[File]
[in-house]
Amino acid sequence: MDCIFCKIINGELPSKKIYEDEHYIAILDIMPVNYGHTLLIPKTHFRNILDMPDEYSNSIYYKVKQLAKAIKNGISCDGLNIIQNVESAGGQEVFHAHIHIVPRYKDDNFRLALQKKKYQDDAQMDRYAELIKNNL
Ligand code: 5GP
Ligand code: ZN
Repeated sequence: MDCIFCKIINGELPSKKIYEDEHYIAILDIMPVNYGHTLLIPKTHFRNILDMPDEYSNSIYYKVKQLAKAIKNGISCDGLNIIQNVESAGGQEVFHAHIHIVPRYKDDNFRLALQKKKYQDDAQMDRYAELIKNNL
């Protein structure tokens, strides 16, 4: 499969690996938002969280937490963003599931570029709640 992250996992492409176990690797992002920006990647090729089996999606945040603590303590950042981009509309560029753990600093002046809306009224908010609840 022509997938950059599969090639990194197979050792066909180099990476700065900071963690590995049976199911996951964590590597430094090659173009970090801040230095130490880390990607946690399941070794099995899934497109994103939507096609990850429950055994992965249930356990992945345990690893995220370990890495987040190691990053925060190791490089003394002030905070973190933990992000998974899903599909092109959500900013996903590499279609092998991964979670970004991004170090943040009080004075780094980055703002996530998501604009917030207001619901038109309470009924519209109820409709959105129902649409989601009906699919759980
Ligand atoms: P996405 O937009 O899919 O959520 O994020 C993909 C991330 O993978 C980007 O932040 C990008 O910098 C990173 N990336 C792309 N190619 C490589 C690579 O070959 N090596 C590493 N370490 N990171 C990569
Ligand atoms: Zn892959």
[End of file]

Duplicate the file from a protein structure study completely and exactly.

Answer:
[in-house]
Amino acid sequence: MDCIFCKIINGELPSKKIYEDEHYIAILDIMPVNYGHTLLIPKTHFRNILDMPDEYSNSIYYKVKQLAKAIKNGISCDGLNIIQNVESAGGQEVFHAHIHIVPRYKDDNFRLALQKKKYQDDAQMDRYAELIKNNL
Ligand code: 5GP
Ligand code: ZN
Repeated sequence: MDCIFCKIINGELPSKKIYEDEHYIAILDIMPVNYGHTLLIPKTHFRNILDMPDEYSNSIYYKVKQLAKAIKNGISCDGLNIIQNVESAGGQEVFHAHIHIVPRYKDDNFRLALQKKKYQDDAQMDRYAELIKNNL
């Protein structure tokens, strides 16, 4: 499969690996938002969280937490963003599931570029709640 992250996992492409176990690797992002920006990647090729089996999606945040603590303590950042981009509309560029753990600093002046809306009224908010609840 022509997938950059599969090639990194197979050792066909180099990476700065900071963690590995049976199911996951964590590597430094090659173009970090801040230095130490880390990607946690399941070794099995899934497109994103939507096609990850429950055994992965249930356990992945345990690893995220370990890495987040190691990053925060190791490089003394002030905070973190933990992000998974899903599909092109959500900013996903590499279609092998991964979670970004991004170090943040009080004075780094980055703002996530998501604009917030207001619901038109309470009924519209109820409709959105129902649409989601009906699919759980
Ligand atoms: P996405 O937009 O899919 O959520 O994020 C993909 C991330 O993978 C980007 O932040 C990008 O910098 C990173 N990336 C792309 N190619 C490589 C690579 O070959 N090596 C590493 N370490 N990171 C990569
Ligand atoms: Zn892959």